God’s promise in Isaiah is  that when the Messiah comes

“The infant will play near the hole of the cobra,
and the young child put his hand into the viper’s nest.
They will neither harm nor destroy on all my holy mountain,
for the earth will be full of the knowledge of the Lord as the waters cover the sea.”

A day to anticipate.

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Risked, from Ghana

I know a number of Westerners who crossed the Sahara coming south to West Africa- the adventure trip of a lifetime.

I have also often read the stories of young Africans risking their lives to traverse the Sahara and cross the Mediterranean in chancy illegal boats to southern Europe- dreaming of  a promising new start.  Somehow I’ve thought that this involved “other” West African countries, not Ghana, where the government is stable, and things are somehow shinier.

Then I happened on to this BBC Slideshow. It starts out with stunning pictures of Ghana, including the Cape Coast slave castle from which millions were sent to the Americas as slaves.  It took me sixteen years in Ghana before I was brave enough to don funeral garb and visit a castle. They are now white-washed and sterile, like the bleached bones of a  beached whale, but still powerful in evoking past evils.

This slide show follows the steps of a young Ghanaian desperate enough to try it.  For many it is achingly hard to get a start, just a foothold on life.

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And boy, do I have some small fixable problems (small being a relative term)

“Show us too many sick kids, unfair imprisonments or burned bodies and you won’t get a bigger donation, you’ll just get averted eyes.If you’ve got a small, fixable problem, people will rush to help, because people like to be on the winning side, take credit and do something that works. At least that’s what Seth Godin says

Which reminds me, I have a half a dozen young people who need a helping hand with schooling costs.

The way I figure it is:  in our rural area in Ghana 75% of our Junior High School students fail their grade nine exams.  That means that a young person, without a viable father figure helping him or her out, who actually passes the exams must have something between the ears and would be worth sponsoring to high school.  Only 50% of those who attend our rural high schools pass their government set national exams, where they compete against expensive well funded urban schools.  If those that pass represent the top fifteen per or less of their peers surely they too deserve a chance to go further.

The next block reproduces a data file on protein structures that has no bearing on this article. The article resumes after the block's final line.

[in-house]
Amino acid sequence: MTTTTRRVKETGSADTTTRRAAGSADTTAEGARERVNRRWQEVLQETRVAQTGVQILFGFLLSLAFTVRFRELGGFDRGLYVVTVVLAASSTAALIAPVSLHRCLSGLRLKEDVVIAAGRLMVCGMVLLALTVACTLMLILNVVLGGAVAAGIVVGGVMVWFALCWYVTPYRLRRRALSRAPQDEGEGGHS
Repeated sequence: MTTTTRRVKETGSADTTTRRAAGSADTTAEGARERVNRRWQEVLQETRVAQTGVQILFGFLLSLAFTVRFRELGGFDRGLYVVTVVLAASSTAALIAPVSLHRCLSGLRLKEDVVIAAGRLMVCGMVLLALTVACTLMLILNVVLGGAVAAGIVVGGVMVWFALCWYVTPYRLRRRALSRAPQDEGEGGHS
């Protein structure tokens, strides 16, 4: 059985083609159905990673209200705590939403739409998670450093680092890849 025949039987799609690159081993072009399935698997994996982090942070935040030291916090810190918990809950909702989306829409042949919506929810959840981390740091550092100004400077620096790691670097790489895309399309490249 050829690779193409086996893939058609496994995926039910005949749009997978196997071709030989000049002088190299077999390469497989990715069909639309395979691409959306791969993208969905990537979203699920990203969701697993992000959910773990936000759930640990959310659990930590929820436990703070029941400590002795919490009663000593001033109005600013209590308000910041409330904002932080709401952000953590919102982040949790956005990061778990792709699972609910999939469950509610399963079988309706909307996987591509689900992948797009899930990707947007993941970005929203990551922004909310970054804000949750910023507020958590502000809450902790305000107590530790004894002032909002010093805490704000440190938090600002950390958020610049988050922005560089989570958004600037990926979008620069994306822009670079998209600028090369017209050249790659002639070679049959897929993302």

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Africa as a child

My earliest memories are of Africa, of the Bongondza station, in what was then the Belgian Congo.  When I returned to Africa as an adult I found that the scent of guava, frangipani, and a particular spidery white lily all had the effect of making me feel five years old again.  It’s mostly snapshot memories- joyously playing in the rain on my parents’ front porch which leaked like a sieve, and watching my father set up large plastic sheets between the clotheslines to catch rainwater for his intravenous drips.  He said he never had an infection.  I remember the pet rabbits, whose cage was set up with the legs set in tins of kerosene to keep out insect invaders.  It didn’t work.  One morning we awoke to find them two black balls of driver ants.  I remember wild honey, set in a bowl on the table in the back porch.  There was a hole in the screen and the bees stole most of it back. And I remember the feeding frenzy of the chickens when Dad brought in a section of termite mound and cut it open for them.  I had kittens and a collection of pet snails that made a habit of escaping -leaving silvery trails around my bedroom. I also had a dollhouse, and a life-size doll with real hair that had come from a church bazaar.

It all ended rather abruptly with the coming of Independence in 1960.  The Belgians had not made themselves popular and the ill-feeling extended to them spilled over to all with white skin.  One memorable evening my parents were told that they would be evacuating the next morning with the rest of the westerners on the station.  I remember that it was very hard to get a kerosene lantern for my room that evening.  I  freed the snails, including the huge one my father had found on his way back from the hospital that evening.   My father remembered mostly that he had performed several surgeries that day and that he spent the night writing post-op orders for the nurses to follow.  We were allowed a small suitcase each.  A few clothes, one or two toys, my father’s surgical instruments that he said he wouldn’t leave to rust in the forest, and local paintings cut out of their frames and rolled up that still hang in our home today.

Other than having to give the kittens away, what I remember most was that after having breakfast we just walked out, leaving everything on the table, everything as was, in the house.  I learned early that things are things, you can walk away from them.

I don’t remember much of the trip.  Dad slipped my brother and me sedatives so that we wouldn’t irritate any soldiers at road-blocks on the drive out.  In Stanleyville, we left on the last American troop plane out of Congo- a big cavernous monster with webbed seating.

We never did go back.  My father went on to work in a hospital just opened in the Trucial States.  The doctor, who replaced him, and his young family,were one day  hacked apart with machetes and thrown into a river by rebel troops.

My parents though, always spoke of the Congolese they had known with affection, remembering their kindness and ability to endure difficult situations. They remembered their propensity for laughter.  If you don’t laugh sometimes, you will always be crying.